Great North Eastern Railway

Great North Eastern Railway

Infobox Rail companies
image_filename=91118_%27Bradford_Film_Festival%27_at_Peterborough.jpg| widthpx=300px
franchise=InterCity East Coast
April 1996 – 2003
2003 - 2005
2005 – 9 December 2007 [cite web |url= | publisher=Department for Transport|title= InterCity East Coast Consultation Document|accessdate=2007-01-22 |format=PDF|pages = [ p. 7] ]
(originally 2015)
logo_filename=GNER logo red.pngabbr=GR
regions=East Midlands, Yorkshire,
North East England, Central Scotland, Northern Scotland
fleet=31 Class 91 electric locomotives
30 InterCity 225 sets
11 InterCity 125 (HST) sets
parent_company=Sea Containers Ltd

Great North Eastern Railway (GNER) was a British train operating company, owned by Sea Containers Ltd. It operated high-speed express train services on the East Coast Main Line from 1996 until the takeover in 2007 of the franchise by National Express East Coast on 9 December 2007.

Most of its trains ran between London King's Cross and either Edinburgh Waverley or Leeds.

From Edinburgh Waverley, selected services continued on to Motherwell & Glasgow, Inverness, or Dundee & Aberdeen. From Leeds, some trains ran to and from Bradford, Skipton, and Harrogate.

One service per day also ran to and from Hull via Selby. Other towns and cities served by GNER trains included Stevenage, Peterborough, Grantham, Newark, Retford, Doncaster, York, Northallerton, Darlington, Durham, Newcastle upon Tyne, Morpeth, Alnmouth for Alnwick, Berwick-upon-Tweed, Dunbar, Wakefield, Perth, Kirkcaldy, Leuchars for St Andrews, Arbroath, and Montrose.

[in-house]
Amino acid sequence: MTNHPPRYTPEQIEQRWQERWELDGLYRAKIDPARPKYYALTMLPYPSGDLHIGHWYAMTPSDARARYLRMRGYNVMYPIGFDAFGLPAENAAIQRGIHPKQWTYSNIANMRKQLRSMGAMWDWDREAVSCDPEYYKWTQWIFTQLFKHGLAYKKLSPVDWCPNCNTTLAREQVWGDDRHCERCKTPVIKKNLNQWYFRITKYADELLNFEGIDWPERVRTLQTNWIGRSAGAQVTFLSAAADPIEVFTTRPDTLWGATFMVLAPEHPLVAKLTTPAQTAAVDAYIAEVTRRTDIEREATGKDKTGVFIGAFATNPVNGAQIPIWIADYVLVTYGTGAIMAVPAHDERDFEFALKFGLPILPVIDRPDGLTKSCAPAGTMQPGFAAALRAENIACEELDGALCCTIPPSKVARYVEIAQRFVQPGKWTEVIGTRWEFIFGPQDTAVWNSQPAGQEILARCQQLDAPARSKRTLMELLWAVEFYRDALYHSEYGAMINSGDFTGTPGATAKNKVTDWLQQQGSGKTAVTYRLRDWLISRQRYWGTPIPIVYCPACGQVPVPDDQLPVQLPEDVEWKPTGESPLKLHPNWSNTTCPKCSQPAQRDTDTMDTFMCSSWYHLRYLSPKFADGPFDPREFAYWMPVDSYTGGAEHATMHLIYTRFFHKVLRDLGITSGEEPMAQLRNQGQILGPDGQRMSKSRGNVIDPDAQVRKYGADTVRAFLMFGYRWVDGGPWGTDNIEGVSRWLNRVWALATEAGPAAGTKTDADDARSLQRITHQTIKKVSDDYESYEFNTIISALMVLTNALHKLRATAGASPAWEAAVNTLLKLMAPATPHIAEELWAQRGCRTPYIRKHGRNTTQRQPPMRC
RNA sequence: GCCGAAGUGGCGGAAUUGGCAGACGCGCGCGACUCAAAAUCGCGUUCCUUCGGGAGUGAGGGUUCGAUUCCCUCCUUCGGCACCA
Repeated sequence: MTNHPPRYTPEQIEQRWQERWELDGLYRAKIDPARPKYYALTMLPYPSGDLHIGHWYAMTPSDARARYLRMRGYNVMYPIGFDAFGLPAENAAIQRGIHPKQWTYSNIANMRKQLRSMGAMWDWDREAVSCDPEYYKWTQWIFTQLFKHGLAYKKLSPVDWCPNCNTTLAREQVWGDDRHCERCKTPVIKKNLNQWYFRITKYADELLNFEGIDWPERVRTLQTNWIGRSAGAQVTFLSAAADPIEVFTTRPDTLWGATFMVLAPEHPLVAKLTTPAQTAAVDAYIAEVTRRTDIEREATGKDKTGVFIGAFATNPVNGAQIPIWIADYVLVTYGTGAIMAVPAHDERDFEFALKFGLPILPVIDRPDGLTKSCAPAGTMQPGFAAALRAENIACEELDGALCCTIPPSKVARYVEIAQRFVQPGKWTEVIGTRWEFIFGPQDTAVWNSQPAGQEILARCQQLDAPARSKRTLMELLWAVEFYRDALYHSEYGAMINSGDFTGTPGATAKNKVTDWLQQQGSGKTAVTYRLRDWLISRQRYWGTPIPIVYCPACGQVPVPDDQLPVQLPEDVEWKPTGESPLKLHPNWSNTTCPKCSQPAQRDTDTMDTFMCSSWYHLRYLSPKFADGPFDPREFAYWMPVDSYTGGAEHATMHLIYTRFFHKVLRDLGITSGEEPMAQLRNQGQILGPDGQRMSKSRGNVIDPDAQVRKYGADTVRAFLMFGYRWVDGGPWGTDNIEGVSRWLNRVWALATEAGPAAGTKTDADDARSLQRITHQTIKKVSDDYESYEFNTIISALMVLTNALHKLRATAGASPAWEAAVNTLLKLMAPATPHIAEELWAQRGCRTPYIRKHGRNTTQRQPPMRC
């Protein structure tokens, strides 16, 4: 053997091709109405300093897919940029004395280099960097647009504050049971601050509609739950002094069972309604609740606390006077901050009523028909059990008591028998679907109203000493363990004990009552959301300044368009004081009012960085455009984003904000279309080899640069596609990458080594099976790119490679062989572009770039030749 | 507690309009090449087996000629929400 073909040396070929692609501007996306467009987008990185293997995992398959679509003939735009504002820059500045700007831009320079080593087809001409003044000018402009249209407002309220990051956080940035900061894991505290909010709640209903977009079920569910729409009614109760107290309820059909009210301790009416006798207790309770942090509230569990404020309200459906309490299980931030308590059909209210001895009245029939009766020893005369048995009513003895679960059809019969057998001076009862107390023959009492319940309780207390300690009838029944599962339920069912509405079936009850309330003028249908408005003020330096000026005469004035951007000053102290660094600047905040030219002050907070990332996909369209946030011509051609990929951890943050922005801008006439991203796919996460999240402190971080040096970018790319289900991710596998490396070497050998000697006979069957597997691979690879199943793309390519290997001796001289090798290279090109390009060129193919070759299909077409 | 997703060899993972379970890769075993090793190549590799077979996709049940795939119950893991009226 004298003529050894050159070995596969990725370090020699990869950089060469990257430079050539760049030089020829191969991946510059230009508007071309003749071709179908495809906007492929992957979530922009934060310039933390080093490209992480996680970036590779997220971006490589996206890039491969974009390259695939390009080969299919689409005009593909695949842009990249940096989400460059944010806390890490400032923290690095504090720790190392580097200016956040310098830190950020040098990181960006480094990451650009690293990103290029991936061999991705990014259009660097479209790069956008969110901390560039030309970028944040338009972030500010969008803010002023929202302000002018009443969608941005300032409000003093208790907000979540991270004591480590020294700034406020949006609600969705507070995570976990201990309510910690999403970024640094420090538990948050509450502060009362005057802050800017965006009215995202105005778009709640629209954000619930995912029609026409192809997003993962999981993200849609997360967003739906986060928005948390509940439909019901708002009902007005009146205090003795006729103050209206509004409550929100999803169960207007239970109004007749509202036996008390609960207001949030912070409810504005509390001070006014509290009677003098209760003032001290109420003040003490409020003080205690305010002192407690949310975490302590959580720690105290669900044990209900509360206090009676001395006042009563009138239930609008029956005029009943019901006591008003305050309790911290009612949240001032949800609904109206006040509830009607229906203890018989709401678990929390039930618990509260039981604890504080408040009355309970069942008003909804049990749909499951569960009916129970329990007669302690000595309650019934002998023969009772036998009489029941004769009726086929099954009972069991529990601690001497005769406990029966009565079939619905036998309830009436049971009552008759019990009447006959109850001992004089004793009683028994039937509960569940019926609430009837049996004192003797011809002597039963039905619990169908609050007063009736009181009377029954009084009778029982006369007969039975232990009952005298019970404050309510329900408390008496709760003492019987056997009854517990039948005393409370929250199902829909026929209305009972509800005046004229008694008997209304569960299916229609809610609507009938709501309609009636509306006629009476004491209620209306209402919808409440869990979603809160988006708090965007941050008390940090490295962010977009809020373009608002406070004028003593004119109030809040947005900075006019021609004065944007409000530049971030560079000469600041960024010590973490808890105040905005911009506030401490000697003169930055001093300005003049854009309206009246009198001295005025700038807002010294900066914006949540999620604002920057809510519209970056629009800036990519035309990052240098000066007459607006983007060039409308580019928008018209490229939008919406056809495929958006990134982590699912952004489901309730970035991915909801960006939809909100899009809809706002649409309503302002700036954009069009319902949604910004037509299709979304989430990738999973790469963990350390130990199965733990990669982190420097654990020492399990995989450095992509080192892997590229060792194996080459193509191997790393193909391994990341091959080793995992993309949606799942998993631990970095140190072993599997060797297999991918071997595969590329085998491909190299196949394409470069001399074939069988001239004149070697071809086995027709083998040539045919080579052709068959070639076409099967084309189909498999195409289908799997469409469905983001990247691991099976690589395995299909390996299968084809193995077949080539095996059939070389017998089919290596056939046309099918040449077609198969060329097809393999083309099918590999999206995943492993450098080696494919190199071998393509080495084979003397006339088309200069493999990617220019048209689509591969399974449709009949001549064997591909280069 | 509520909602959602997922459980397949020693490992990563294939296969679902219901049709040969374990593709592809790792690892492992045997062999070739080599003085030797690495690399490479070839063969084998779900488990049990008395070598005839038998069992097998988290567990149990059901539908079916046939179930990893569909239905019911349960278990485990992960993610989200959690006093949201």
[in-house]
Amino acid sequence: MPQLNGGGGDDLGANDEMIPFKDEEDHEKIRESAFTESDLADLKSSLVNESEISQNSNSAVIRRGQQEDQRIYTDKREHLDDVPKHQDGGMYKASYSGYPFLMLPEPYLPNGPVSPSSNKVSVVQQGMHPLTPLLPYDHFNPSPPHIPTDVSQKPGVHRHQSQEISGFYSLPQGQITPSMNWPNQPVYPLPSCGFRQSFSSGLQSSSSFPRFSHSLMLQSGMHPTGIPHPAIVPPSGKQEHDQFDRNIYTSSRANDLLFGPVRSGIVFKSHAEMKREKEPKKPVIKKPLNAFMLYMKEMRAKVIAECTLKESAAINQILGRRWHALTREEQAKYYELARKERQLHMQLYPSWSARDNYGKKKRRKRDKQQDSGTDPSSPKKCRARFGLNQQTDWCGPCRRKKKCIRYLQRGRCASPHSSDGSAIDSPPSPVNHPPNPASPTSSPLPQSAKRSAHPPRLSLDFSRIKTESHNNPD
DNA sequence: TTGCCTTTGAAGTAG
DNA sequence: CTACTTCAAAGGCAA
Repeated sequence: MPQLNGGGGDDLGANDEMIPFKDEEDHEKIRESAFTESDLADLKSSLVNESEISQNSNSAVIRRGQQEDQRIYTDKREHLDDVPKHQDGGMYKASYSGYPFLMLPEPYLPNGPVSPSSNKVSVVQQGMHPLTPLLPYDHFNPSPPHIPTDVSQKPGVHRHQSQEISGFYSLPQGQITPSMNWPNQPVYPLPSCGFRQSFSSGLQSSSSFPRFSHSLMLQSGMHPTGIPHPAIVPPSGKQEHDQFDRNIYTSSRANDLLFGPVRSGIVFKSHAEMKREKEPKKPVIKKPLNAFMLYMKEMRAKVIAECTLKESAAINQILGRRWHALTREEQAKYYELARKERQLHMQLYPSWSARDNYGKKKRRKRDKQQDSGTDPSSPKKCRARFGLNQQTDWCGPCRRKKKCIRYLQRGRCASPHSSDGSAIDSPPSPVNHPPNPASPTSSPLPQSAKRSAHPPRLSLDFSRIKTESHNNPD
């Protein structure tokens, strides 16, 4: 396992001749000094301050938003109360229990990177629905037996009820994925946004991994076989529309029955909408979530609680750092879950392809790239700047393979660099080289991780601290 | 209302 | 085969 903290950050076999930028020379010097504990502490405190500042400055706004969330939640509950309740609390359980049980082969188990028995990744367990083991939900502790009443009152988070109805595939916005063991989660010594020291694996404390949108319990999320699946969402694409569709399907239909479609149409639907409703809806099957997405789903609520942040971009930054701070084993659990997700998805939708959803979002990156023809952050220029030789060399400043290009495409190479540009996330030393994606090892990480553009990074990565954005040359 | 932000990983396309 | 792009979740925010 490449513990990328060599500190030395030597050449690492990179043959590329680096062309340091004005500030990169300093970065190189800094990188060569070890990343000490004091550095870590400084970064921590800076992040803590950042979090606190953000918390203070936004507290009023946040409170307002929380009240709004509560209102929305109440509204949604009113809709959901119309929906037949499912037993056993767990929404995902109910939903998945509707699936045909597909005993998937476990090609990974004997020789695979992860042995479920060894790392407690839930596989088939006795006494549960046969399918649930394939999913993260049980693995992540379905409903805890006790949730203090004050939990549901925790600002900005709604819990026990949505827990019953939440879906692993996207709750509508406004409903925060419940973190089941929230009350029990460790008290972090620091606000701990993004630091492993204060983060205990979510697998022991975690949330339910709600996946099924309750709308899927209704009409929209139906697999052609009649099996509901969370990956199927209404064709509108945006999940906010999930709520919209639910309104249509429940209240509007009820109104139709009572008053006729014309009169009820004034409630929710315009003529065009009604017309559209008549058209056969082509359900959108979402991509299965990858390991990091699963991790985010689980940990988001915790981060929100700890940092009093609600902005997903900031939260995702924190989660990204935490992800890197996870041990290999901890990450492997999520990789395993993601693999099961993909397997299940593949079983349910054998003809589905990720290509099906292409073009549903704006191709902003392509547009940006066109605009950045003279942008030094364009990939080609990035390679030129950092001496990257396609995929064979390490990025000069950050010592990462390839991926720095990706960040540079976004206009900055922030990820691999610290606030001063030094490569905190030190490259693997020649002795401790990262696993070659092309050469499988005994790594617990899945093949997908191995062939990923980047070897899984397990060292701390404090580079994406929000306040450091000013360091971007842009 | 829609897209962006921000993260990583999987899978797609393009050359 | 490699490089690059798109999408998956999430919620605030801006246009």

GNER locomotives were serviced at Bounds Green TMD in London; and at Craigentinny in Edinburgh.


GNER was originally awarded a seven-year franchise in April 1996 to run what had been the InterCity East Coast division of British Rail. The company was later granted with a two-year extension allowing them to operate trains until 2005. When this franchise expired, they won a renewal until 2015, overcoming rival bids from "Danish State Railways", "First London, Scottish and North East Railway", and "inter city-railways" (a consortium of Deutsche Bahn, Stagecoach Group, and Virgin Group). For this new franchise, GNER’s annual payment to the government was increased to £130 million, quadruple the previous amount. As a result, the company said that it was likely to raise fares and make job cuts. [cite news|first=Ben|last=Webster|title=GNER deal puts the squeeze on passengers|url=,,9077-1537508,00.html|date=2005-05-23|publisher=The Times]

The initials ‘GNER’ were similar to LNER, the company that operated the route before being nationalised as part of British Railways in 1948. Additionally, two of the LNER’s predecessor companies were the GNR, who built Kings Cross station, and the GER. GNER made further links to their past by adopting a dark blue livery with red trimming lines for their trains, similar to that used by the GER, and using a Victorian coat of arms-style crest on their trains.

GNER was the second-to-last British train company to allow smoking in designated areas on their trains, but banned it completely on 29 August 2005. First ScotRail at that time still allowed limited smoking on their Caledonian Sleeper services, although it was subsequently banned in October 2005 in advance of the 26 March 2006 deadline, when a smoking ban in public places came into force under Scottish law.

In 2005, GNER and Hong Kong’s MTR Corporation made an unsuccessful joint bid, under the name Great South Eastern Railway, for the Integrated Kent Franchise now held by Govia, who operate it as Southeastern.